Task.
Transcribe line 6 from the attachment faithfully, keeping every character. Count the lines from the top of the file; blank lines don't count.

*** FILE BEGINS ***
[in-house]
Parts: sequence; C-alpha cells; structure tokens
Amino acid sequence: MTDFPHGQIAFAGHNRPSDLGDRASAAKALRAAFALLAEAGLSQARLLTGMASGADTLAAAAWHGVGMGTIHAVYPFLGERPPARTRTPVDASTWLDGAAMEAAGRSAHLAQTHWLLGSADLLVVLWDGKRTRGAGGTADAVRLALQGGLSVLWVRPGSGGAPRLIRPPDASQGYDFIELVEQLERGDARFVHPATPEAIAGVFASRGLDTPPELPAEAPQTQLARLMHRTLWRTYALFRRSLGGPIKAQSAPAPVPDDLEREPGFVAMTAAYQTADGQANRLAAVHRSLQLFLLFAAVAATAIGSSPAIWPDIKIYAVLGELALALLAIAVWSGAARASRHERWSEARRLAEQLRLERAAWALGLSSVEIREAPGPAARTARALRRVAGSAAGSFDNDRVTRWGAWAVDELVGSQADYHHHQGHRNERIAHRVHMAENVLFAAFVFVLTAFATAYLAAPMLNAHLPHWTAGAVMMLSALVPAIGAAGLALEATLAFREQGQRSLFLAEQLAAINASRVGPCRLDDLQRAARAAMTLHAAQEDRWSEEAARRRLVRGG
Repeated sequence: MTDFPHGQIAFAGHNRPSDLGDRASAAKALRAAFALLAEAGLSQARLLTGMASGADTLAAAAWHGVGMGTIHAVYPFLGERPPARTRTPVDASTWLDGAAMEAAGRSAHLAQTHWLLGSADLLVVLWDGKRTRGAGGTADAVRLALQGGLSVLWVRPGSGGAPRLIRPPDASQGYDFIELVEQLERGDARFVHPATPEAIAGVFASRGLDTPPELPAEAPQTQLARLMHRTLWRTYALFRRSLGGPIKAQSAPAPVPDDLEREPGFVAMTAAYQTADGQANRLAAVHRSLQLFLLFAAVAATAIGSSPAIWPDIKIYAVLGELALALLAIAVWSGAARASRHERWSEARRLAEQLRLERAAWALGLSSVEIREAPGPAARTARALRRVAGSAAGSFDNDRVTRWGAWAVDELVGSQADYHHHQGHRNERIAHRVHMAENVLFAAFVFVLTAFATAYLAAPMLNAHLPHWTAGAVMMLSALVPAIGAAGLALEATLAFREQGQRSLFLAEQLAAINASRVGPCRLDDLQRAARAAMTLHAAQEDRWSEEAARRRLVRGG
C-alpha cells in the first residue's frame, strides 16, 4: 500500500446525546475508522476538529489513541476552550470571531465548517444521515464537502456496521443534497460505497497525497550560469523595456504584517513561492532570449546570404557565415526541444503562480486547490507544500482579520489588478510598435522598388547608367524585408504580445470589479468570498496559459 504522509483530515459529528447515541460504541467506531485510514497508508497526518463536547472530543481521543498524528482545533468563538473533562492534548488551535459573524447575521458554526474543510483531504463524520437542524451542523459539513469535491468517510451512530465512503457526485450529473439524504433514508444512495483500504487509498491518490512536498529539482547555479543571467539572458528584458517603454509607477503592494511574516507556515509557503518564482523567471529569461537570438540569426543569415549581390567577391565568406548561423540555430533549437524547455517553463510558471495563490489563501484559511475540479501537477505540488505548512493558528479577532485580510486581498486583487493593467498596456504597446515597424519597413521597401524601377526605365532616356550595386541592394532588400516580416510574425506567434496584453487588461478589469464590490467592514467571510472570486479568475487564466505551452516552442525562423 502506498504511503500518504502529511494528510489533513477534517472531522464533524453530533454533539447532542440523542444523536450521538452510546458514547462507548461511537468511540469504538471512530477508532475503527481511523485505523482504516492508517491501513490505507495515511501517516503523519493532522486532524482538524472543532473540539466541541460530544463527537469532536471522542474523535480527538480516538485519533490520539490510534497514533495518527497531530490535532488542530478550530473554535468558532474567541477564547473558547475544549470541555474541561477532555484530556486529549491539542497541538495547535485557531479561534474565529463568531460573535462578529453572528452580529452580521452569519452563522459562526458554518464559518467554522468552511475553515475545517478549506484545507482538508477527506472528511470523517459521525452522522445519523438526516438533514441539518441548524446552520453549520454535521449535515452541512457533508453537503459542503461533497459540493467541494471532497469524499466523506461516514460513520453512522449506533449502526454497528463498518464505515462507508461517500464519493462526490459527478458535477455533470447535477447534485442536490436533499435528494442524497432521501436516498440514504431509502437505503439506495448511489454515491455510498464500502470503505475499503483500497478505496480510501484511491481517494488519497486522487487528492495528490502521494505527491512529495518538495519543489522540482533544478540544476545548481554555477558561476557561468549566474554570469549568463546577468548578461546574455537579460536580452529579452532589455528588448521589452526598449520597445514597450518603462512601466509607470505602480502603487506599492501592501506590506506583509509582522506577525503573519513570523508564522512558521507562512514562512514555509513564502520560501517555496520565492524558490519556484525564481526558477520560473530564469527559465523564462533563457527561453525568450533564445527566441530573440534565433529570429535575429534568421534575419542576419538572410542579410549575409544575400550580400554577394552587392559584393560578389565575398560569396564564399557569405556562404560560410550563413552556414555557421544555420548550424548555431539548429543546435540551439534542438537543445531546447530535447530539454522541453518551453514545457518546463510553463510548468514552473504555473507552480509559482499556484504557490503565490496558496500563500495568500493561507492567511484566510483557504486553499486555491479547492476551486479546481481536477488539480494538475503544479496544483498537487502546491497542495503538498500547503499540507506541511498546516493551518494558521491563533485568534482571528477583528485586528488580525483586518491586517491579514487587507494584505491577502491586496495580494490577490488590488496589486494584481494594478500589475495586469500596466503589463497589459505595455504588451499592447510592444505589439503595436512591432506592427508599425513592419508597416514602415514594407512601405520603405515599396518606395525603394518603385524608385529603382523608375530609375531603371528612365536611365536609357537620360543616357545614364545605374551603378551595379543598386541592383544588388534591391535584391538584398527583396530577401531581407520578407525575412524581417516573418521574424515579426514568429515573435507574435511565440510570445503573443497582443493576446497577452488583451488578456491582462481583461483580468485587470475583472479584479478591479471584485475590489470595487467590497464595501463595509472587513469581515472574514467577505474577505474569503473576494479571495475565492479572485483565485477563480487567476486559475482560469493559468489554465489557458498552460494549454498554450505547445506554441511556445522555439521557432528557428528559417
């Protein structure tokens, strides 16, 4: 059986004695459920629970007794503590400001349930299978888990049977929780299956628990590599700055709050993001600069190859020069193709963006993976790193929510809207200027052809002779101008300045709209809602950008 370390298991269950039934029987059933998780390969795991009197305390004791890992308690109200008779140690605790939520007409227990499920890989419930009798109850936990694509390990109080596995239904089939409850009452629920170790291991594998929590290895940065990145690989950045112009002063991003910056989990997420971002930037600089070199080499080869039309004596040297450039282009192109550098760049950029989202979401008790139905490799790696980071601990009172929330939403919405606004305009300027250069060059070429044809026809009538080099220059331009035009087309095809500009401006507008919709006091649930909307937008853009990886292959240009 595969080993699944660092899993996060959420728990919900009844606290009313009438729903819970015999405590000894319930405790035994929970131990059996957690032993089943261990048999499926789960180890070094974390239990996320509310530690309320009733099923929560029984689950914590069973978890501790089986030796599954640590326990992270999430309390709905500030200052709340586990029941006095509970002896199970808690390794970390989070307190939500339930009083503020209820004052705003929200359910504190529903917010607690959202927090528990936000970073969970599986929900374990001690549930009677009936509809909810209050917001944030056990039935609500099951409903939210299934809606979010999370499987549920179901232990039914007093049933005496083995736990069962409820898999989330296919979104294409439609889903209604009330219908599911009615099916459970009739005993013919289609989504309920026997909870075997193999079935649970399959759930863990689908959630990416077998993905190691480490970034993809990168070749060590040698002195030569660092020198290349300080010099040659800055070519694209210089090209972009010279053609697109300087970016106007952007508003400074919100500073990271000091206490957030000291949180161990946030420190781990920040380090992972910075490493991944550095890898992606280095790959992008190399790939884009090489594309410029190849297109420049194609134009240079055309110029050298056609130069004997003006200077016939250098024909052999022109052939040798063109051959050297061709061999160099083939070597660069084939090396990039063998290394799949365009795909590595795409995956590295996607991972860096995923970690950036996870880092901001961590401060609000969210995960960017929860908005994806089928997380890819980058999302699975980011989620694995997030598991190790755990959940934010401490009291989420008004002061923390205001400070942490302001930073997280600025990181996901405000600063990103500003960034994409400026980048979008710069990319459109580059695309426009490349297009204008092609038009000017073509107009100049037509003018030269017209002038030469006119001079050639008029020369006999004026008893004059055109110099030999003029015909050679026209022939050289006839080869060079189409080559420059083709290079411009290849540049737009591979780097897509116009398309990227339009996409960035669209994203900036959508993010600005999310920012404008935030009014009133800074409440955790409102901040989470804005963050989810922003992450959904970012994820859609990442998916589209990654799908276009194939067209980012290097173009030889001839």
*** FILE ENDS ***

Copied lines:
């Protein structure tokens, strides 16, 4: 059986004695459920629970007794503590400001349930299978888990049977929780299956628990590599700055709050993001600069190859020069193709963006993976790193929510809207200027052809002779101008300045709209809602950008 370390298991269950039934029987059933998780390969795991009197305390004791890992308690109200008779140690605790939520007409227990499920890989419930009798109850936990694509390990109080596995239904089939409850009452629920170790291991594998929590290895940065990145690989950045112009002063991003910056989990997420971002930037600089070199080499080869039309004596040297450039282009192109550098760049950029989202979401008790139905490799790696980071601990009172929330939403919405606004305009300027250069060059070429044809026809009538080099220059331009035009087309095809500009401006507008919709006091649930909307937008853009990886292959240009 595969080993699944660092899993996060959420728990919900009844606290009313009438729903819970015999405590000894319930405790035994929970131990059996957690032993089943261990048999499926789960180890070094974390239990996320509310530690309320009733099923929560029984689950914590069973978890501790089986030796599954640590326990992270999430309390709905500030200052709340586990029941006095509970002896199970808690390794970390989070307190939500339930009083503020209820004052705003929200359910504190529903917010607690959202927090528990936000970073969970599986929900374990001690549930009677009936509809909810209050917001944030056990039935609500099951409903939210299934809606979010999370499987549920179901232990039914007093049933005496083995736990069962409820898999989330296919979104294409439609889903209604009330219908599911009615099916459970009739005993013919289609989504309920026997909870075997193999079935649970399959759930863990689908959630990416077998993905190691480490970034993809990168070749060590040698002195030569660092020198290349300080010099040659800055070519694209210089090209972009010279053609697109300087970016106007952007508003400074919100500073990271000091206490957030000291949180161990946030420190781990920040380090992972910075490493991944550095890898992606280095790959992008190399790939884009090489594309410029190849297109420049194609134009240079055309110029050298056609130069004997003006200077016939250098024909052999022109052939040798063109051959050297061709061999160099083939070597660069084939090396990039063998290394799949365009795909590595795409995956590295996607991972860096995923970690950036996870880092901001961590401060609000969210995960960017929860908005994806089928997380890819980058999302699975980011989620694995997030598991190790755990959940934010401490009291989420008004002061923390205001400070942490302001930073997280600025990181996901405000600063990103500003960034994409400026980048979008710069990319459109580059695309426009490349297009204008092609038009000017073509107009100049037509003018030269017209002038030469006119001079050639008029020369006999004026008893004059055109110099030999003029015909050679026209022939050289006839080869060079189409080559420059083709290079411009290849540049737009591979780097897509116009398309990227339009996409960035669209994203900036959508993010600005999310920012404008935030009014009133800074409440955790409102901040989470804005963050989810922003992450959904970012994820859609990442998916589209990654799908276009194939067209980012290097173009030889001839």